In recent years, it has often been suggested that Texas address possible budget shortfalls by increasing revenues rather than reducing spending.
As we approach 2013, this is true once again. This time, the efforts to increase state revenue seem to be focused in two areas: “fixing” the state’s margin tax and expanding state-controlled gambling.
One group earlier this year suggested that gambling is a good way to “generat[e] more tax revenue for the state” in order to “rectify the anticipated budget imbalance.”
However, this approach is wrong on two counts.
First, raising revenue to keep up with spending is not the right answer. Instead, Texas should keep government spending at the level necessary to match available revenue.
This approach of “living within one’s means” is simple and commonsense, and is in fact the same one that each Texas family puts into practice every day.
Though Texas has accomplished this better than most other states, we still have plenty of room for improvement.
For instance, between 1990 and 2010, the sum of population growth plus inflation totaled 115%. During the same time, however, state spending increased by more than 300%, roughly two-and-a-half times that amount.
The same is true when it comes to public education spending. Total Texas public school expenditures increased 334% from 1987 to 2007, an increase of 142% when adjusting for inflation. On a per-pupil basis, Texas’ costs increased from $3,659 in 1987 to $11,024 in 2007, a 66% increase per-pupil when adjusted for inflation.
Whether this increased revenue comes from expanding an existing tax like the margin tax or from instituting a new tax like a tax on gambling, the result is the same: more government.
The ultimate measure of government’s ability to regulate the industrious pursuits of its citizens is how much it spends.
The more it spends, the more it must tax. The more it spends, the more it can regulate. We will not have a “wise and frugal Government” if our response to budget shortfalls is more revenue.
The Texas Model consists of: low spending and taxes; a predictable, low level of regulation and strong property rights protection; a sound civil justice system; and minimal dependence on/interference from the federal government, has helped make Texas the nation’s runaway leader in job creation over the last decade. It has also helped us successfully meet past budget shortfalls without increasing taxes on hardworking Texans.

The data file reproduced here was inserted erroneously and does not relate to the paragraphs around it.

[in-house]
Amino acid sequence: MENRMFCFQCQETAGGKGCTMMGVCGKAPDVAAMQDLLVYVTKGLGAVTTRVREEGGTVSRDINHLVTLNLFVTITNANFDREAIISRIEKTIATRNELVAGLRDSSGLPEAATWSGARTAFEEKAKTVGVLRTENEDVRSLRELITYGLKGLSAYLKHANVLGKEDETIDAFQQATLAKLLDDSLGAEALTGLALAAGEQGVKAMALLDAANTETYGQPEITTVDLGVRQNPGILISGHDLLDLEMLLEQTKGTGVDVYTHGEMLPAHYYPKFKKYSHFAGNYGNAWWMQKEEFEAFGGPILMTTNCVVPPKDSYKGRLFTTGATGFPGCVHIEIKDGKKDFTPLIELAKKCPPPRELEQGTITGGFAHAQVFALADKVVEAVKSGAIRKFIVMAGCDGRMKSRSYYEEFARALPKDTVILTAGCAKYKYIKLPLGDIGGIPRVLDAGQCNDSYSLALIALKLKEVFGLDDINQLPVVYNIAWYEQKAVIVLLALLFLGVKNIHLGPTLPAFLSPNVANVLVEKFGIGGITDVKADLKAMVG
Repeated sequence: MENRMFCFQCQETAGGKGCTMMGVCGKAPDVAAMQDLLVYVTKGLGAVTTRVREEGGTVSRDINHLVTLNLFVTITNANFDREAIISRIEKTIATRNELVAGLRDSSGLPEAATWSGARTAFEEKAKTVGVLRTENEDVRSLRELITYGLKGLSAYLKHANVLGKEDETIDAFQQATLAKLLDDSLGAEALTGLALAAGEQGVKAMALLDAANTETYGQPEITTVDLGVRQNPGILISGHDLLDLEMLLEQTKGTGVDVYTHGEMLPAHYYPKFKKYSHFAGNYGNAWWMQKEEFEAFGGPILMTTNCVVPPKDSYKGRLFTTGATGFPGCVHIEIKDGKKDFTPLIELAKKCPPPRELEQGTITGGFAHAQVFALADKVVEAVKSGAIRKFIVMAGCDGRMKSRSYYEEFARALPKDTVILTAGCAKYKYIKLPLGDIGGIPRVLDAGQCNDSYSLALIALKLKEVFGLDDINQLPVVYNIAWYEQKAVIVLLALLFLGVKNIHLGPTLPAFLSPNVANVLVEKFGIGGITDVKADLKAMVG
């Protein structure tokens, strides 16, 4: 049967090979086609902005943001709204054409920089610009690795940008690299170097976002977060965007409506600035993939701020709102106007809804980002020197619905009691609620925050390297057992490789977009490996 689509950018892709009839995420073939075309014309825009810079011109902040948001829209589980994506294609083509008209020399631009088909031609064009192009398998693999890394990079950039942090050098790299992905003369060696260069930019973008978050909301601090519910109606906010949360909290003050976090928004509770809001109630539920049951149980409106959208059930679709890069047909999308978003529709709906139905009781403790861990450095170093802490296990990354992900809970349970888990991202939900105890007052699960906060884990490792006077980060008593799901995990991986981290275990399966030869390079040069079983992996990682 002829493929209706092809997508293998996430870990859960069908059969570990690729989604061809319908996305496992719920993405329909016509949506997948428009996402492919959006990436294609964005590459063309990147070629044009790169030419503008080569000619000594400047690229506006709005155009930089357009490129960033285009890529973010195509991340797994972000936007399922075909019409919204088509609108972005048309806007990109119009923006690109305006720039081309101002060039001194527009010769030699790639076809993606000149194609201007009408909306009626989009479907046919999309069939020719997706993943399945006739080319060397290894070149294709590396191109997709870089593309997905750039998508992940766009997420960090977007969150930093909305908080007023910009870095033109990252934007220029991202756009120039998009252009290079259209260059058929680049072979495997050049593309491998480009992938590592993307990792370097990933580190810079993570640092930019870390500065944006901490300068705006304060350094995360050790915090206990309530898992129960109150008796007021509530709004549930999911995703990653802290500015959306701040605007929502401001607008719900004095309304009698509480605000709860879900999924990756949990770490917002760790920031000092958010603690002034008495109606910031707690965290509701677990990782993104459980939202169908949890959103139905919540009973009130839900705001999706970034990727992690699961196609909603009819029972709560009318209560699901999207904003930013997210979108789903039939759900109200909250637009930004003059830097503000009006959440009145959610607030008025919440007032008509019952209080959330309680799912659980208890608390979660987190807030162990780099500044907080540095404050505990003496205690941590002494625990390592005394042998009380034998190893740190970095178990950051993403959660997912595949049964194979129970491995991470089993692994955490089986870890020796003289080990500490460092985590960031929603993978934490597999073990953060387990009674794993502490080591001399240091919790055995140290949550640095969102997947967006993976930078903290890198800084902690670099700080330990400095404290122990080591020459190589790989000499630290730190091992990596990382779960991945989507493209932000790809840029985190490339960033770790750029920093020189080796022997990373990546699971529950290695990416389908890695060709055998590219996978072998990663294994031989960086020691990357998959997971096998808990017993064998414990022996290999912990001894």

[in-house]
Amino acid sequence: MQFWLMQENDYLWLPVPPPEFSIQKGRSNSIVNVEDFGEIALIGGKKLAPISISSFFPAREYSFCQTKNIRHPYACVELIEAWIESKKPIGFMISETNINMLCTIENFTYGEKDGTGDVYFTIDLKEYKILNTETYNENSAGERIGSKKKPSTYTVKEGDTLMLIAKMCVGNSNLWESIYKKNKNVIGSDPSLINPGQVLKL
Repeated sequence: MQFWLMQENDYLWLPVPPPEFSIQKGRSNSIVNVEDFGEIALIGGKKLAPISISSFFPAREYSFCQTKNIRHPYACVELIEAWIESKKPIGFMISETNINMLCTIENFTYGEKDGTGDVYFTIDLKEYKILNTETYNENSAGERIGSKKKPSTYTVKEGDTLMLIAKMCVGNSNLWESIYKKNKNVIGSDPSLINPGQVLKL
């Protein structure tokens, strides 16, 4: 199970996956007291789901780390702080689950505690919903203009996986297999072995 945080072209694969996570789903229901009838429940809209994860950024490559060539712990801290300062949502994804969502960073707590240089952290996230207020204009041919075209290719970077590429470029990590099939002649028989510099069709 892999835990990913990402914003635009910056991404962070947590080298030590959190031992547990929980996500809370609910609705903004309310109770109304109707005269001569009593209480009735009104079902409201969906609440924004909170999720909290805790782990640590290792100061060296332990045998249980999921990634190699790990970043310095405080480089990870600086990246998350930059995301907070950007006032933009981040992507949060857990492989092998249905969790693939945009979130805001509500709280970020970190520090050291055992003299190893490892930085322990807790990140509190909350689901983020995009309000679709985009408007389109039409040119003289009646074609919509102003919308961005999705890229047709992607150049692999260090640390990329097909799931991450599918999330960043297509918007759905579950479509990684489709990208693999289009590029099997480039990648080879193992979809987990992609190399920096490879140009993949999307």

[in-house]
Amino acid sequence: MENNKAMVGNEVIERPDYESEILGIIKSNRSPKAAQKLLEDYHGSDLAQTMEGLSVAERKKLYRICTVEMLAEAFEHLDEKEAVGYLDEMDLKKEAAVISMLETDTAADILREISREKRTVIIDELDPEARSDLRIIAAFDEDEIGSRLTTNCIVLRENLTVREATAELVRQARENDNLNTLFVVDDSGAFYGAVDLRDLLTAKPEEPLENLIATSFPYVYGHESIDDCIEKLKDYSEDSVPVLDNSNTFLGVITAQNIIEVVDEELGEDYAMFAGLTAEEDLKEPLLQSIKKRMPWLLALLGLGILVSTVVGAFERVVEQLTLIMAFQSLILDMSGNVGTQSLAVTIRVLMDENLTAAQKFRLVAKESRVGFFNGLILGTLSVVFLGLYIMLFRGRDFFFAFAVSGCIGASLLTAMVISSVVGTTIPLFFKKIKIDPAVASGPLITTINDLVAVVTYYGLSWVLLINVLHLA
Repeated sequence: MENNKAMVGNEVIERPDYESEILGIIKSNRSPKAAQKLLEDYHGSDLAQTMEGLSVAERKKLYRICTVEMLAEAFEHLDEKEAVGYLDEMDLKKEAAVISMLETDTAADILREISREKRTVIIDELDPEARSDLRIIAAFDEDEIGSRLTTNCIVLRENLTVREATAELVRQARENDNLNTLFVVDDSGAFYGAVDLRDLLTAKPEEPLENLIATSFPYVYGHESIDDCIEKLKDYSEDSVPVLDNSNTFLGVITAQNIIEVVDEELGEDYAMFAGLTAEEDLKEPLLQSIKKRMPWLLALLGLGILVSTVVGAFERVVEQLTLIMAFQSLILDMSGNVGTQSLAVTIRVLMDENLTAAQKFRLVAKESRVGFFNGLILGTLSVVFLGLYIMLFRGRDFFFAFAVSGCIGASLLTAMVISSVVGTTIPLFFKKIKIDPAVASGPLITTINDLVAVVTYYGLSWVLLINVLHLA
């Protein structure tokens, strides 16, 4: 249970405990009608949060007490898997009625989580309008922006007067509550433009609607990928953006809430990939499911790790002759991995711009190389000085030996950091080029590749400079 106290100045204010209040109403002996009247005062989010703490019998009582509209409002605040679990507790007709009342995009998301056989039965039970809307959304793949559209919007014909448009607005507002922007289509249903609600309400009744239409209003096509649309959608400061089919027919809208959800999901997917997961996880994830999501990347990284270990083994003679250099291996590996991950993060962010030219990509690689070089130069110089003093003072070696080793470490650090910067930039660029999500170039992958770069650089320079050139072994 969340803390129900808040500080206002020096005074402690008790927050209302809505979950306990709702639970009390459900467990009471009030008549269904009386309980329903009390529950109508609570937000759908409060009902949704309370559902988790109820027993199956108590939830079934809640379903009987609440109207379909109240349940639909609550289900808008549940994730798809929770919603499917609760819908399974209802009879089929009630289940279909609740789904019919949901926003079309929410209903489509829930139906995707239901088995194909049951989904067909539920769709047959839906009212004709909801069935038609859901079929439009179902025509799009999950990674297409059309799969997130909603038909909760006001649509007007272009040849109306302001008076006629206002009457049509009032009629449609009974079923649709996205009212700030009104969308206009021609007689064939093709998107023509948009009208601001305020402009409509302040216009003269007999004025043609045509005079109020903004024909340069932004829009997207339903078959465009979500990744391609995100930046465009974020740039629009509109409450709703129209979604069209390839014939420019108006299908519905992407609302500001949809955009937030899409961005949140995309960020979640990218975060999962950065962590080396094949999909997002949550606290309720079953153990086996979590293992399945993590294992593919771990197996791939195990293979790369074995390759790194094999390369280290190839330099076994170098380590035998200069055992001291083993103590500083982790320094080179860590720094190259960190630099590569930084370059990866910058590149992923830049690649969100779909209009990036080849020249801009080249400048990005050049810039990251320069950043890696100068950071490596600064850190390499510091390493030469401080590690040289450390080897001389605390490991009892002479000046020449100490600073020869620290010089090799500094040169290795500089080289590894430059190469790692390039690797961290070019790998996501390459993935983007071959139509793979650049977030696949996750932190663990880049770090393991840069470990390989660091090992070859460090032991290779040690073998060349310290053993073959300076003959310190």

Second, a significant body of research has shown that gambling does not increase state revenues to the level suggested by
proponents. As the Foundation noted in a 2005 study:
The economic impacts of gambling have been examined by a large body of national and international research; however, the research findings are mixed. While there is general agreement that gambling can provide large state revenues and that there are socioeconomic costs attached to these revenues, researchers disagree about the dollar value assigned to these costs and whether the net fiscal impact is positive or negative.
Costs associated with gambling include: (1) a reduction of approximately 10% in state lottery revenues; (2) an investment of approximately 10% of revenues in regulatory costs for gambling; (3) criminal justice costs underwriting an 8% to 13% increase in crime; (4) lost state and local revenue resulting from diversion of spending from goods and services to gambling; and (5) lost jobs resulting from decreased spending on non-gambling goods and services. …
According to some research, the economic impact of gambling is positive—however, most of these studies acknowledge limited or no calculation of costs. … Other research, however, indicates the economic costs associated with gambling cancel out the revenues with net-zero financial gains or result in an overall financial loss at the end of the day. For example, research conducted by Florida’s Office of Planning and Budgeting concluded in 1994 that Florida would experience a significant deficit if the state expanded gambling; although tax revenues were projected to reach almost $500 million annually, gambling costs were projected to total at least $2 billion annually.
Rather than turn to gambling or other sources for new revenue, Texas should instead address whatever budget shortfall we may face through reducing wasteful or unnecessary government spending.
Many researchers have found that the economic costs associated with gambling cancel out the revenues with net-zero financial gains or result in an overall financial loss.
Costs associated with gambling include:
- reduction of state lottery revenues;
- increased regulatory costs for gambling;
- criminal justice spending to counter an 8% to 13% increase in crime;
- lost state and local revenue resulting from diversion of spending from goods and services to gambling; and
- lost jobs resulting from decreased spending on non-gambling goods and services.
- Do not expand or further legalize gambling in Texas.
- To address any potential budget shortfalls, Texas policymakers should reduce wasteful or unnecessary government spending.